House VA Committee Holds Hearing to Review IT Systems and GI Bill Claims
February 25, 2013
On February 14, the Economic Opportunity subcommittee of the House Committee on Veterans' Affairs held a hearing focusing on the processing of Post-9/11 GI Bill claims. Specifically, the hearing addressed VA's Long Term Solution (LTS), the system developed to handle the complex Post-9/11 claims process.
In his opening remarks, Chairman Bill Flores (R-TX) described the history and need for the LTS, noting that the existing systems used to process the old Montgomery GI Bill would not adequately meet the needs of the Post-9/11 GI Bill. While VA is continuing to improve the LTS, Flores commented that "without making the system and its information more accessible to veterans and schools, it is not complete." Flores asked for "a robust analysis function to enable VA and Congress to make better-informed decisions on education and training benefits in the future." While VA has spent $286 million on LTS so far, there is much work to be done, explained Flores.
The first panel of witnesses, including representatives from the Student Veterans of America (SVA), the National Association of Veterans Program Administrators (NAVPA), and the Student Veterans Advocacy Group (SVAG) shared experiences from the perspective of veterans and institutions.
Kim Hall, vice president of NAVPA and veterans program administrator at Humboldt State University, shared testimony that addressed many of NACUBO's concerns. NAVPA would like to see consistent policy communication from VA. Additionally, Hall asked for improved technology for institutions inputting data, primarily the ability to use batch uploads and the elimination of paper correspondence mailed through the U.S. Postal Service. NAVPA is also concerned about school debts being referred to the Treasury Department for offset.
Michael Dakduk, executive director of SVA, expressed a concern over the lack of real-time information being provided to student veterans through the LTS. SVA has repeatedly requested the development of a "secure, web-based single portal system that allows student veterans to see the status of their GI Bill claims in real-time." This would be especially helpful to students, as Dakduk described long waiting times for veterans trying to get information through the GI Bill telephone hotline. Sometimes after a lengthy wait, Dakduk testified, the automated system instructs student veterans to call back at a later time. SVA repeated NAVPA's request for a more streamlined certification process.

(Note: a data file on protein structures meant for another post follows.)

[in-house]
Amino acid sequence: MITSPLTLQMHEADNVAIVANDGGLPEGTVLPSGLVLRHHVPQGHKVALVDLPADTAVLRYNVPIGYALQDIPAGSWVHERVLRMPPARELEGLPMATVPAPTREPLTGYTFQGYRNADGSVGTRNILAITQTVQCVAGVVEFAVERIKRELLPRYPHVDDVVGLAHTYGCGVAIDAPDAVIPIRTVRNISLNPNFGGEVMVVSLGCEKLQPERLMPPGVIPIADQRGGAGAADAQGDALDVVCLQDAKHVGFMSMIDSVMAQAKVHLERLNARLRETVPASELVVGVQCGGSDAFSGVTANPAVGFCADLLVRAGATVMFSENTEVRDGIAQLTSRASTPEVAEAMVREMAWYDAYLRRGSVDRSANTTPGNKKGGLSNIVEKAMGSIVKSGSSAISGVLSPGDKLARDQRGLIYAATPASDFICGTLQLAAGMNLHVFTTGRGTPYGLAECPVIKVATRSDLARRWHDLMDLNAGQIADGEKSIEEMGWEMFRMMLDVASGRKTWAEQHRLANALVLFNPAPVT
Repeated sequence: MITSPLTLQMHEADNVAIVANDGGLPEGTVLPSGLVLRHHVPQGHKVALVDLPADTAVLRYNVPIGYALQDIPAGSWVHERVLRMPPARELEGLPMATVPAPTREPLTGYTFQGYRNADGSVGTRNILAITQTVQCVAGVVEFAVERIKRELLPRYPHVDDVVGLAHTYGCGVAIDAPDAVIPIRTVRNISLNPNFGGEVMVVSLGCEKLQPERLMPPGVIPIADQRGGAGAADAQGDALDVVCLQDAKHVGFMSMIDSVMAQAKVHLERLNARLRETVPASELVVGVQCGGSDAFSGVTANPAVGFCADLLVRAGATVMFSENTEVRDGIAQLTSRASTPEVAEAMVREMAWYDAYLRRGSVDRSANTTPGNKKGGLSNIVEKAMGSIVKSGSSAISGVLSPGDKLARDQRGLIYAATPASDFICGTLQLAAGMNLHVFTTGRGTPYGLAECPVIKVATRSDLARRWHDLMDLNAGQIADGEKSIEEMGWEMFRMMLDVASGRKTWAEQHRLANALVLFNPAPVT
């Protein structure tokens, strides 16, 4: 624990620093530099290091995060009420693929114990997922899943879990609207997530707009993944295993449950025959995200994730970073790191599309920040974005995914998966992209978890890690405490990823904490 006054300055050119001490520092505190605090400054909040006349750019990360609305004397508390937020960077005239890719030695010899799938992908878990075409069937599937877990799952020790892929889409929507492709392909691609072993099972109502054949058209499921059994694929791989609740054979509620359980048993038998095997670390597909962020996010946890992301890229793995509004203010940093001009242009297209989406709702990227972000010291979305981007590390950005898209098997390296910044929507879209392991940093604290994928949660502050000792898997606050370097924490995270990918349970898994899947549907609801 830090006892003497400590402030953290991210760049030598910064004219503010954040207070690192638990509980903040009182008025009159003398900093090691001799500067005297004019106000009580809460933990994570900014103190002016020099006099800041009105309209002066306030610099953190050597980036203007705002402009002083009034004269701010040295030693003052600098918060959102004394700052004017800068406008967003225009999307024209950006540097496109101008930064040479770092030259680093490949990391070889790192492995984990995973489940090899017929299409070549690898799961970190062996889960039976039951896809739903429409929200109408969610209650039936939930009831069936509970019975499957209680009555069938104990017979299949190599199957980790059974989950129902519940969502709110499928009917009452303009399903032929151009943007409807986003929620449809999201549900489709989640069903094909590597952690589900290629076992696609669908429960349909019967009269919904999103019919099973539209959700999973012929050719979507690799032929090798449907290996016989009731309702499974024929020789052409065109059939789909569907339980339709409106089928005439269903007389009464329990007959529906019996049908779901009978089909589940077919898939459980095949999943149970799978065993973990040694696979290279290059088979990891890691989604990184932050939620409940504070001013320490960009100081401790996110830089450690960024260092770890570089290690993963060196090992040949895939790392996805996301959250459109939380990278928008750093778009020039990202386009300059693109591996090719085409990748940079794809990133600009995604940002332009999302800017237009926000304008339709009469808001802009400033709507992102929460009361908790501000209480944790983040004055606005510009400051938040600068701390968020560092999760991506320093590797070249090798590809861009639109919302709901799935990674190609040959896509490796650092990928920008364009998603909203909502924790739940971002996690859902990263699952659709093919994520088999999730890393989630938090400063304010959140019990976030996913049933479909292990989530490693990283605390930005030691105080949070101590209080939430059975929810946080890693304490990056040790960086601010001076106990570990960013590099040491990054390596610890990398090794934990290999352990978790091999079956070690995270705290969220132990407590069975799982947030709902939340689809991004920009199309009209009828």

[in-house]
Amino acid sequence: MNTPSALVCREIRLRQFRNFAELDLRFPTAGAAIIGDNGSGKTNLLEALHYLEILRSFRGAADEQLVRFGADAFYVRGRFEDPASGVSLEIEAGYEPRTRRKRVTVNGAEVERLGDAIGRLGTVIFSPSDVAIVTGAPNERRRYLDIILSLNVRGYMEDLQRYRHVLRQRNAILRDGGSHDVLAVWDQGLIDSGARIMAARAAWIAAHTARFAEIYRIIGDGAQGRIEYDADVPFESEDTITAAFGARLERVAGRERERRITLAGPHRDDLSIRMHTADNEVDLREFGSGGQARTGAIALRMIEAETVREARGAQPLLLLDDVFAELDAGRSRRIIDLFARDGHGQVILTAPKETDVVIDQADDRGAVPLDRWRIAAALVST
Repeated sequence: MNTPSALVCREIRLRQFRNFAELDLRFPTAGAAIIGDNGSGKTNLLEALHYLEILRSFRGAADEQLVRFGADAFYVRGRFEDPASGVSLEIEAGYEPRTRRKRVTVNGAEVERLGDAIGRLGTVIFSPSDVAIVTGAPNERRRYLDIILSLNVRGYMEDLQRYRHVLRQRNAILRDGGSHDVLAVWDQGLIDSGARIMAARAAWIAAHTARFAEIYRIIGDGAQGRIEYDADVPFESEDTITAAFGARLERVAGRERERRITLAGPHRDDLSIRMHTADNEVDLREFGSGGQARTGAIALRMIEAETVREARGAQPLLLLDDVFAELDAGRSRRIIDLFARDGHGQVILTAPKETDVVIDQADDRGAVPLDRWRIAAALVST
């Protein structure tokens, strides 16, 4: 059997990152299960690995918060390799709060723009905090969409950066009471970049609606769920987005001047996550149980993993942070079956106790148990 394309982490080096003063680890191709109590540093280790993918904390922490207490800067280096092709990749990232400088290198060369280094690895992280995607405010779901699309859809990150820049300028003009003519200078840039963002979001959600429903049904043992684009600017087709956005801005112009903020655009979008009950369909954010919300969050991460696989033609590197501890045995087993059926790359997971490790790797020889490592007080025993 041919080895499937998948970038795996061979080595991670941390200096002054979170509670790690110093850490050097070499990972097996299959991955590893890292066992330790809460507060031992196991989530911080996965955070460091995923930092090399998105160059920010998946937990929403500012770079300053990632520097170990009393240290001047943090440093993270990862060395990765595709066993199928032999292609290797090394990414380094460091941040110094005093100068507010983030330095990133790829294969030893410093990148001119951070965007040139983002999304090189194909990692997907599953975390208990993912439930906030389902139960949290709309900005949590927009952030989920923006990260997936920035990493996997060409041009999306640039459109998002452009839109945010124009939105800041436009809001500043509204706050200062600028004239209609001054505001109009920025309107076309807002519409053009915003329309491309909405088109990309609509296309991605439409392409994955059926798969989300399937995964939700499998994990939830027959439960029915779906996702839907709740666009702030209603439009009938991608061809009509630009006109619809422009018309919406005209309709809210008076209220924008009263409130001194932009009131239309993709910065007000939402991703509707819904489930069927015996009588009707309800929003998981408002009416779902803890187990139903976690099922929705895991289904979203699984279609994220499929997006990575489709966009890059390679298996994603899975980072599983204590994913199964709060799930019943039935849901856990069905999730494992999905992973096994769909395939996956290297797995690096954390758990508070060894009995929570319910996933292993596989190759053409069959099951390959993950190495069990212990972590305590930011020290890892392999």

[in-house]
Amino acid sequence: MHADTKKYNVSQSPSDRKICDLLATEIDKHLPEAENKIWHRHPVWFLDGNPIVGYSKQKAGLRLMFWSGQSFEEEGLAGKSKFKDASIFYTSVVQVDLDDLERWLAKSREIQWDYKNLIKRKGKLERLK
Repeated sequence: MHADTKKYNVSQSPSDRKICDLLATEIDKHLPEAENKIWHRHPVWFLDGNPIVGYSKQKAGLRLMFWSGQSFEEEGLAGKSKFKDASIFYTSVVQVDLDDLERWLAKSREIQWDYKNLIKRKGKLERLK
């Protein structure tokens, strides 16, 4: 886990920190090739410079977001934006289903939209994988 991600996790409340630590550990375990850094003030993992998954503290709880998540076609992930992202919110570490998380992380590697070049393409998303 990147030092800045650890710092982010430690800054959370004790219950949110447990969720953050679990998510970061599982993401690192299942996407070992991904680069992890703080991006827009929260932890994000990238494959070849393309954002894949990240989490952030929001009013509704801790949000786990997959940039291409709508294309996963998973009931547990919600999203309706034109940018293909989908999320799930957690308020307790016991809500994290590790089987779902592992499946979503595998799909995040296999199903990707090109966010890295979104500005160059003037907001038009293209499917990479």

The second panel of witnesses included Roger Baker, VA assistant secretary for information and technology, and Robert Worley, director of VA education services. Baker reported that it now takes VA an average of seven days to process supplemental GI Bill claims with its automation systems, down from 14 days in 2012, and 19 days in 2011. The error rate in processing is around 1 percent, Baker noted.
During the hearing, Chairman Flores asked several of the witnesses, including Worley, if transitioning to a payment method similar to that used under the Montgomery GI Bill, where benefits are paid on a monthly basis directly to the veterans, would make it easier to administer the program. Worley commented that it would simplify the debt issue, and that he would be "willing to work with the committee on a proposal along those lines." Others were not sure whether such a change would be helpful or might cause other problems.
While not asked to testify at the hearing, NACUBO did submit written testimony for the record with the following recommendations:
- Create a system that allows batch uploads.
- Revisit the definition of a term.
- Improve communications.
- Halt debt collection via the Treasury Offset Program.
- Maintain the current policy to exempt tuition and fee payments from offset.
Copies of witness testimony, along with a video recording of the hearing, can be found on the committee website.
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